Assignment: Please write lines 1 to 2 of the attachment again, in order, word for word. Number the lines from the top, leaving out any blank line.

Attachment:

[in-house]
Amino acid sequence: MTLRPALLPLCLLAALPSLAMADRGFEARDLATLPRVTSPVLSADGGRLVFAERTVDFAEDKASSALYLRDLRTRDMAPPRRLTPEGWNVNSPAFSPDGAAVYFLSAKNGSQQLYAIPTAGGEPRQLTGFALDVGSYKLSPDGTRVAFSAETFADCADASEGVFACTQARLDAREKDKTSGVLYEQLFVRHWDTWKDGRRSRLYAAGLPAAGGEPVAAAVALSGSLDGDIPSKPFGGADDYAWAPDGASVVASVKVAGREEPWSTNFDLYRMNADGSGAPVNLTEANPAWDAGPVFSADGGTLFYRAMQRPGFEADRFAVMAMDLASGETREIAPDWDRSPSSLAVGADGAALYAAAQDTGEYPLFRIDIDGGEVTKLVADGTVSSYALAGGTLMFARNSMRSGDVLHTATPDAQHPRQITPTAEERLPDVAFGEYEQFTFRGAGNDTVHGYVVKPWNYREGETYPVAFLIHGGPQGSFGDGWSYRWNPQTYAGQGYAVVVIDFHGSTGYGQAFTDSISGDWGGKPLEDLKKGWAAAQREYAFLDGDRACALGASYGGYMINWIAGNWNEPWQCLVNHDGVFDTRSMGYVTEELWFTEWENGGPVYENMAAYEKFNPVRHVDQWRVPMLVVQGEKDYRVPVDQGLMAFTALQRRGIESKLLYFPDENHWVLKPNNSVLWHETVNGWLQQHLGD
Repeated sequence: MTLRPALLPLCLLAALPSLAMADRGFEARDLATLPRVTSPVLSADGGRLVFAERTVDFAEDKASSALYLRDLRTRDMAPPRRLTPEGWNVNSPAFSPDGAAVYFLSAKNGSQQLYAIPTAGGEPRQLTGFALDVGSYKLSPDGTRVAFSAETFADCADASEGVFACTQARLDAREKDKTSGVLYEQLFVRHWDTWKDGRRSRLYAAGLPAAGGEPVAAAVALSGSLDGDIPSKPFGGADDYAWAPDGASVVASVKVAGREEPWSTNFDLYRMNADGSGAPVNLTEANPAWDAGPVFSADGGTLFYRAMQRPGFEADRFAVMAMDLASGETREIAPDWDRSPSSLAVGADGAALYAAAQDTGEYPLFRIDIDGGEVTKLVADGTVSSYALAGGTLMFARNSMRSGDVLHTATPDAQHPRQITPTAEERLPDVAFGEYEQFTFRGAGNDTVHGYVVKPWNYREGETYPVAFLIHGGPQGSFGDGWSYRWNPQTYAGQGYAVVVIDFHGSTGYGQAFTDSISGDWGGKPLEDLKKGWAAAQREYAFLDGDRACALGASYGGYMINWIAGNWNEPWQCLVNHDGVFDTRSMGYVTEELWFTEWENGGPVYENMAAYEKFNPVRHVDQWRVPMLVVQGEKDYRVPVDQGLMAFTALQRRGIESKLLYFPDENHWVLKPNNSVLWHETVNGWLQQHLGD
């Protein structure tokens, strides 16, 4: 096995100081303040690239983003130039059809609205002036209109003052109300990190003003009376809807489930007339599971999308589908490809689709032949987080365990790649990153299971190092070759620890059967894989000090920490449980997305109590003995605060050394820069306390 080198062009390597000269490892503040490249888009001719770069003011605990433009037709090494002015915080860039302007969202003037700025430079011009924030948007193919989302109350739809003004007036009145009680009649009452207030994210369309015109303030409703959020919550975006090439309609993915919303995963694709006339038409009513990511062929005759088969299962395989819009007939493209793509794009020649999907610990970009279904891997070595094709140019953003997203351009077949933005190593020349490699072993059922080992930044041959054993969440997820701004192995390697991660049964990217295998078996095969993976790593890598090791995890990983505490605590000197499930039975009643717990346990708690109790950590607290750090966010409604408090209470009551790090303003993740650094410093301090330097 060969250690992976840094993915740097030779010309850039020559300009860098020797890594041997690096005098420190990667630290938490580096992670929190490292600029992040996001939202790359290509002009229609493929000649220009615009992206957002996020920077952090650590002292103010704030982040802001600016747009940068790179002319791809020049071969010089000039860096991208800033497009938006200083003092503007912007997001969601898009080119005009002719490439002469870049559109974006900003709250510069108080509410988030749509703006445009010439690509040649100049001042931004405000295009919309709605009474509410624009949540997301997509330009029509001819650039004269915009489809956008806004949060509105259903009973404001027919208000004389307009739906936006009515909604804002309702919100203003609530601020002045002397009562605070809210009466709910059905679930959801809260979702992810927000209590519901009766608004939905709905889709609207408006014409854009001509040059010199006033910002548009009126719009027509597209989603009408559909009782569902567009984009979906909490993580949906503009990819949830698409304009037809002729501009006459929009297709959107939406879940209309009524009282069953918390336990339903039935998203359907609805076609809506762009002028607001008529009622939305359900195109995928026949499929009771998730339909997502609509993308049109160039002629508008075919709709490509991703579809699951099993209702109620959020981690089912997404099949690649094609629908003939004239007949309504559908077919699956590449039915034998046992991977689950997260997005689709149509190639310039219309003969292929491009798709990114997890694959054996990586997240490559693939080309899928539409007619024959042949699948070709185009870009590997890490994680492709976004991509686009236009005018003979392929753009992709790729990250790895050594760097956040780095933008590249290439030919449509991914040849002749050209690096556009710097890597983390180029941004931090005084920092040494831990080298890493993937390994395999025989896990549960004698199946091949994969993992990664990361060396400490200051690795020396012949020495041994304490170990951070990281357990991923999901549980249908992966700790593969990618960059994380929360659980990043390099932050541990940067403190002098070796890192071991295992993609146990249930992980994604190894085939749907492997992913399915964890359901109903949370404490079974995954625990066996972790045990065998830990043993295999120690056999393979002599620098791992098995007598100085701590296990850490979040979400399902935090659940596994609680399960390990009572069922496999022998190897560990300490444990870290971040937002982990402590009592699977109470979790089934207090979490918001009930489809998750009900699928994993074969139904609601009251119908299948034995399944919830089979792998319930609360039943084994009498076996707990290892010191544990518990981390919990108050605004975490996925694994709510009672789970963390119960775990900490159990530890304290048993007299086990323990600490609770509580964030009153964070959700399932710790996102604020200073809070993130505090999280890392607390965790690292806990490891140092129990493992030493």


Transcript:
[in-house]
Amino acid sequence: MTLRPALLPLCLLAALPSLAMADRGFEARDLATLPRVTSPVLSADGGRLVFAERTVDFAEDKASSALYLRDLRTRDMAPPRRLTPEGWNVNSPAFSPDGAAVYFLSAKNGSQQLYAIPTAGGEPRQLTGFALDVGSYKLSPDGTRVAFSAETFADCADASEGVFACTQARLDAREKDKTSGVLYEQLFVRHWDTWKDGRRSRLYAAGLPAAGGEPVAAAVALSGSLDGDIPSKPFGGADDYAWAPDGASVVASVKVAGREEPWSTNFDLYRMNADGSGAPVNLTEANPAWDAGPVFSADGGTLFYRAMQRPGFEADRFAVMAMDLASGETREIAPDWDRSPSSLAVGADGAALYAAAQDTGEYPLFRIDIDGGEVTKLVADGTVSSYALAGGTLMFARNSMRSGDVLHTATPDAQHPRQITPTAEERLPDVAFGEYEQFTFRGAGNDTVHGYVVKPWNYREGETYPVAFLIHGGPQGSFGDGWSYRWNPQTYAGQGYAVVVIDFHGSTGYGQAFTDSISGDWGGKPLEDLKKGWAAAQREYAFLDGDRACALGASYGGYMINWIAGNWNEPWQCLVNHDGVFDTRSMGYVTEELWFTEWENGGPVYENMAAYEKFNPVRHVDQWRVPMLVVQGEKDYRVPVDQGLMAFTALQRRGIESKLLYFPDENHWVLKPNNSVLWHETVNGWLQQHLGD